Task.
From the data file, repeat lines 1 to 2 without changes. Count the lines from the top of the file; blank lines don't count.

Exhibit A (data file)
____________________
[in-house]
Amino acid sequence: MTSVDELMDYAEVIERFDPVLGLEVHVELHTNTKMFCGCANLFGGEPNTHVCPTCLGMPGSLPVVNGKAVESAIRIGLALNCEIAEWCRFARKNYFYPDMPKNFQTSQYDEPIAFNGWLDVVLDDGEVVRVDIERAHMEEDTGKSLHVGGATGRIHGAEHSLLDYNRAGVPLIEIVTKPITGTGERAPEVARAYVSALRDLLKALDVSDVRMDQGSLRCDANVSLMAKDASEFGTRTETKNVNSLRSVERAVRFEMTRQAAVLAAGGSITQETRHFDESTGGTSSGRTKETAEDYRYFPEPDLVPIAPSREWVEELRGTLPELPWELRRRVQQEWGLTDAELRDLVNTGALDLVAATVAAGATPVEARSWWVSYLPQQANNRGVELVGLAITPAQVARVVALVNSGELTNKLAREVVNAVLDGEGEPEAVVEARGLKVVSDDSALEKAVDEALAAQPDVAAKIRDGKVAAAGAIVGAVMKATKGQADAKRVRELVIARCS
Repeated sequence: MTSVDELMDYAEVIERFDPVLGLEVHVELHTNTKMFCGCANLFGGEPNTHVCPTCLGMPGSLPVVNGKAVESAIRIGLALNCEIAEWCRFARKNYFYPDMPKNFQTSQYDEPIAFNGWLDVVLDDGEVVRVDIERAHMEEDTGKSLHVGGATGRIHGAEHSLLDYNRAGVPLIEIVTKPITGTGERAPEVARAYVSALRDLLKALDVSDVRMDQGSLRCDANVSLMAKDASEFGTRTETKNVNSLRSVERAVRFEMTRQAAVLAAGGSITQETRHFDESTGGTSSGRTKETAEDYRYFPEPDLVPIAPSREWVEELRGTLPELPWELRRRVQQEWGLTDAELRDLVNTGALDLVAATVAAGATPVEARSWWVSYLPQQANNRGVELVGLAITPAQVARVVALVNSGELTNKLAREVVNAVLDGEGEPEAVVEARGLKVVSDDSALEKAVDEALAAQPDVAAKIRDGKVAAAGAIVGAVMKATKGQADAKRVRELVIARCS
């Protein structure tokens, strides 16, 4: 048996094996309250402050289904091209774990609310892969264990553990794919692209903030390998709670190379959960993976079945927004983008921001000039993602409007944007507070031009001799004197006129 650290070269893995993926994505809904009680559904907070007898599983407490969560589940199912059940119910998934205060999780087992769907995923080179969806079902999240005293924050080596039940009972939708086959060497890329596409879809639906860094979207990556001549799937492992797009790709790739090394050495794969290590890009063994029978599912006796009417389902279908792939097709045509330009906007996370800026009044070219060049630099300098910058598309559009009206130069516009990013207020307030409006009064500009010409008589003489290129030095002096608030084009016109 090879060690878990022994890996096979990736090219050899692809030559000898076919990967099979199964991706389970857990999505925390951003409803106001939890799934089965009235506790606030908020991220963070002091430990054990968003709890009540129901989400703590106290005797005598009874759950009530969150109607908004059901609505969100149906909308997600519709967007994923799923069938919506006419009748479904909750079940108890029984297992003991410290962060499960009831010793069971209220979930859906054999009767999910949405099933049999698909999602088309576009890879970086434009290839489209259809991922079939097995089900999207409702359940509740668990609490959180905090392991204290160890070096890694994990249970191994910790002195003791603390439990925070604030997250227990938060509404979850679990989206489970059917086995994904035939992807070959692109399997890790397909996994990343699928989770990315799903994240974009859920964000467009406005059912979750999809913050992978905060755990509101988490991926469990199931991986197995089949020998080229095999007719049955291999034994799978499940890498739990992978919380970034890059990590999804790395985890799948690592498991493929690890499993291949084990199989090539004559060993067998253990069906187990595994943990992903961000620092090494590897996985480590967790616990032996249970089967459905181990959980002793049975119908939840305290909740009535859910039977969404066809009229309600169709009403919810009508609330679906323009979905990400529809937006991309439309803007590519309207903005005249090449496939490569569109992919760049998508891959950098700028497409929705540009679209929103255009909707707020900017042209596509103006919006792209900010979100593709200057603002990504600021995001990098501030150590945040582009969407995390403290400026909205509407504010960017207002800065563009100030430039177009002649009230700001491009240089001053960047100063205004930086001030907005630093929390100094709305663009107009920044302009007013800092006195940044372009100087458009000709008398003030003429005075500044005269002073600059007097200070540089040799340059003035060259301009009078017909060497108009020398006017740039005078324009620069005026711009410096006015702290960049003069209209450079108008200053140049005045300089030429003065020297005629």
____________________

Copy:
[in-house]
Amino acid sequence: MTSVDELMDYAEVIERFDPVLGLEVHVELHTNTKMFCGCANLFGGEPNTHVCPTCLGMPGSLPVVNGKAVESAIRIGLALNCEIAEWCRFARKNYFYPDMPKNFQTSQYDEPIAFNGWLDVVLDDGEVVRVDIERAHMEEDTGKSLHVGGATGRIHGAEHSLLDYNRAGVPLIEIVTKPITGTGERAPEVARAYVSALRDLLKALDVSDVRMDQGSLRCDANVSLMAKDASEFGTRTETKNVNSLRSVERAVRFEMTRQAAVLAAGGSITQETRHFDESTGGTSSGRTKETAEDYRYFPEPDLVPIAPSREWVEELRGTLPELPWELRRRVQQEWGLTDAELRDLVNTGALDLVAATVAAGATPVEARSWWVSYLPQQANNRGVELVGLAITPAQVARVVALVNSGELTNKLAREVVNAVLDGEGEPEAVVEARGLKVVSDDSALEKAVDEALAAQPDVAAKIRDGKVAAAGAIVGAVMKATKGQADAKRVRELVIARCS